Plato was aware of this fact, which could be one of the reasons he dislikes art so much. Plato says, “The producer of the product here removes from nature you call the imitator? By all means, he said.” (Republic X.597e) However, although this shows that we would prefer the real object over the artwork, I think the artwork still serves a purpose: it communicates the beauty we see in the original object. Thus, we are able to see beauty in objects which are not immediately present, and perhaps even see beauty that is normally invisible to us, although still present in the real object.

3 thoughts on “Art is Not Beautiful”

  1. Some might object that abstract art does not imitate anything, but most abstract art is not beautiful anyway. Some might argue that abstract art is beautiful in an interpretation, but in this case, the art can only be considered beautiful if it is seen as representing this interpretation.

    I would like to propose an alternative that I don’t believe you properly address here. You say that abstract art doesn’t imitate anything, but I think you’re missing part of the point of some abstract art. What if abstract art is meant to depict exactly that – the abstract? Maybe abstract art doesn’t seem to show anything because it tries to show something which can’t be shown. For example, if a classical artist is trying to depict love, they may draw a marriage scene; however, is that really all that love is? I think that abstract artists are trying to depict the undepictable, which is why their art seems to be nonsensical.

    Of course, I do not say this with reference to all abstract artists. While I don’t know enough about this part of art history to give any specifics, I am sure that plenty of artists are merely trying to make money and labeling their art as “abstract” so that they can make as many pieces of art as quickly as possible. I also think that most abstract art lacks the vivid symbolism found in, for example, Gothic art. However, I believe that abstract art can be made to depict something, even if that something isn’t immediately visible.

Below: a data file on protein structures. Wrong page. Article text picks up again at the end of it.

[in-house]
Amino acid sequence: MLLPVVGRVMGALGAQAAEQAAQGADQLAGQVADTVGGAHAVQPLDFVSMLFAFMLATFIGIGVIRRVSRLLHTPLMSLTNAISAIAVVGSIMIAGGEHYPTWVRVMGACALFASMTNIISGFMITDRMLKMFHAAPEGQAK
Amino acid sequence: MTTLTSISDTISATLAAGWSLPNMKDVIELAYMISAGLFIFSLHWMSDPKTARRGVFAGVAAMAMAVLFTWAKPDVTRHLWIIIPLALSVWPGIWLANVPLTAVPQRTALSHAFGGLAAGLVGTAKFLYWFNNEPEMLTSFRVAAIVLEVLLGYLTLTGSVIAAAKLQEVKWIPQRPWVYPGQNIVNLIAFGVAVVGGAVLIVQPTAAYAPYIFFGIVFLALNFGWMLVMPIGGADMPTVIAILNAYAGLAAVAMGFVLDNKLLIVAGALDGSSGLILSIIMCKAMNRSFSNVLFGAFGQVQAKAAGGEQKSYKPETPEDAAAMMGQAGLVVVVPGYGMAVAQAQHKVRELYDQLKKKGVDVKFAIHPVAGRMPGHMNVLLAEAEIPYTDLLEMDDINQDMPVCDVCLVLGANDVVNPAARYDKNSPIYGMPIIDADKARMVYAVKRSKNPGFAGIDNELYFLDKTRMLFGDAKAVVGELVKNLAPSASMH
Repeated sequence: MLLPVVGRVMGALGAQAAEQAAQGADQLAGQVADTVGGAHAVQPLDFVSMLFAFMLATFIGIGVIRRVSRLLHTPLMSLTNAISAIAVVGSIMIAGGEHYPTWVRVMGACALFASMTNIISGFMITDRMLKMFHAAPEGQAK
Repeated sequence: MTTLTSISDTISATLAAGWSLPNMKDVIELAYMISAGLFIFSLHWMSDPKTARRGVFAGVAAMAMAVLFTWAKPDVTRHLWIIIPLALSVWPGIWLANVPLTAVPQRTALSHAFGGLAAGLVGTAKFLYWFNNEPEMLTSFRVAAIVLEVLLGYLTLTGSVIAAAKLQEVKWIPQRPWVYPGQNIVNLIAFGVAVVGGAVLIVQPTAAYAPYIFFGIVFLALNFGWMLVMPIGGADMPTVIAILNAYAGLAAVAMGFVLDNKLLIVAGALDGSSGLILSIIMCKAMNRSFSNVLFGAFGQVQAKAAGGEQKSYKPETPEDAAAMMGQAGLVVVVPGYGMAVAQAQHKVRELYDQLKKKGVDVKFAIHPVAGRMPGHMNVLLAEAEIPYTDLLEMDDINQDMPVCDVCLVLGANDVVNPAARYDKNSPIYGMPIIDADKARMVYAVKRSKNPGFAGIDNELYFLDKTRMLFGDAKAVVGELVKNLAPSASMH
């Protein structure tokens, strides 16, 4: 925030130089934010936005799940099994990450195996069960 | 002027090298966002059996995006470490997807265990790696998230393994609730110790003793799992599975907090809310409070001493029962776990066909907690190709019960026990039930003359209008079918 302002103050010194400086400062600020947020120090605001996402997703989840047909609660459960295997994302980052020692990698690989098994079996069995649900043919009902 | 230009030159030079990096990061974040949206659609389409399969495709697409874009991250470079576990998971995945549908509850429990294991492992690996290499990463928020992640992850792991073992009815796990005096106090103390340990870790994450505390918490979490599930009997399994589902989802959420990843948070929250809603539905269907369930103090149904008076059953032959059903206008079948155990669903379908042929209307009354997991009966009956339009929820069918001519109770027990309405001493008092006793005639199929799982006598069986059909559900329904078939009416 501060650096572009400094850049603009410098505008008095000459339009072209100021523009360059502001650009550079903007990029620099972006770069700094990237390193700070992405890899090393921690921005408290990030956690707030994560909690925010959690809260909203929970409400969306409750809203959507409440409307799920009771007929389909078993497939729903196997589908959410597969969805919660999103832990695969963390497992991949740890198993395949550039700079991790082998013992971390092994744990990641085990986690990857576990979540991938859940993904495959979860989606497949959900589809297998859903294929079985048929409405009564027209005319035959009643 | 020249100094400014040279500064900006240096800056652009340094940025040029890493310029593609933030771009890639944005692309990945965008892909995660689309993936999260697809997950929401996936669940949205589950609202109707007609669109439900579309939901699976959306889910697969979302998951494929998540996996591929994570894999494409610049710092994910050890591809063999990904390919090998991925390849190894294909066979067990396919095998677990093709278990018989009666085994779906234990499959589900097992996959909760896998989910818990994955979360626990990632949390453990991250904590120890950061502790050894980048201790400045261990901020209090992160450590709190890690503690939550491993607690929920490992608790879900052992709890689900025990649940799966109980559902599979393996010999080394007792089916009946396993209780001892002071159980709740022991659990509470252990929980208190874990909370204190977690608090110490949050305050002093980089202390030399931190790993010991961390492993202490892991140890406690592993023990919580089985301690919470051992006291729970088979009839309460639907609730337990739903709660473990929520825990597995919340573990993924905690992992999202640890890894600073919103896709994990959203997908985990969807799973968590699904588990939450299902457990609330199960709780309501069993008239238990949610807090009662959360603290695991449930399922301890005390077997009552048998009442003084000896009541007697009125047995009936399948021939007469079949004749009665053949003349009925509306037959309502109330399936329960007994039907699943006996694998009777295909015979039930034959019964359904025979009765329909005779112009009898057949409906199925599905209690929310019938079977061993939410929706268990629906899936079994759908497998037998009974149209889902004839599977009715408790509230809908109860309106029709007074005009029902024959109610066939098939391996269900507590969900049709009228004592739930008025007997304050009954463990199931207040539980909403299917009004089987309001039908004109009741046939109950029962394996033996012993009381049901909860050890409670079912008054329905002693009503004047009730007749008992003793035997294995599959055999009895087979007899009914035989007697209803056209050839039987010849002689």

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  2. In your post you say that in the Rose Window of Notre Dame “the art follows a mathematical pattern…In this case, then, the viewer sees the beauty in the mathematical pattern.” I think it is true that there is a mathematical pattern here in the symmetrical arrangement, but I believe there is much more going on here. I would argue that something more is required for beauty than a mathematical pattern, because it is possible for something to be mathematically simple and impressive, yet not really aesthetically pleasing. For instance (although I confess I know little about computers) I do not think a screen full of code is beautiful, even if there is a certain elegance and genius to the mathematics being represented. You also said that the beauty of classical music is due to its representing mathematical patterns. Again, it is certainly true that all music relies heavily on mathematics, but I think to reduce beauty to mathematics is not fully accounting for its elusive nature. Beauty is not something that we can simply use a formula to produce. It is more like a “visitation”, as Hildebrand says. Sometimes it is there, and sometimes it is not, and we cannot always explain why. Both breathtaking masterpieces of music and mediocre songs use the same basic music theory (though this is oversimplifying)-what accounts for the difference? It is something intangible, perhaps genius, as Kant suggests. He believes the spirit of a genius makes art beautiful, not an abstract rule.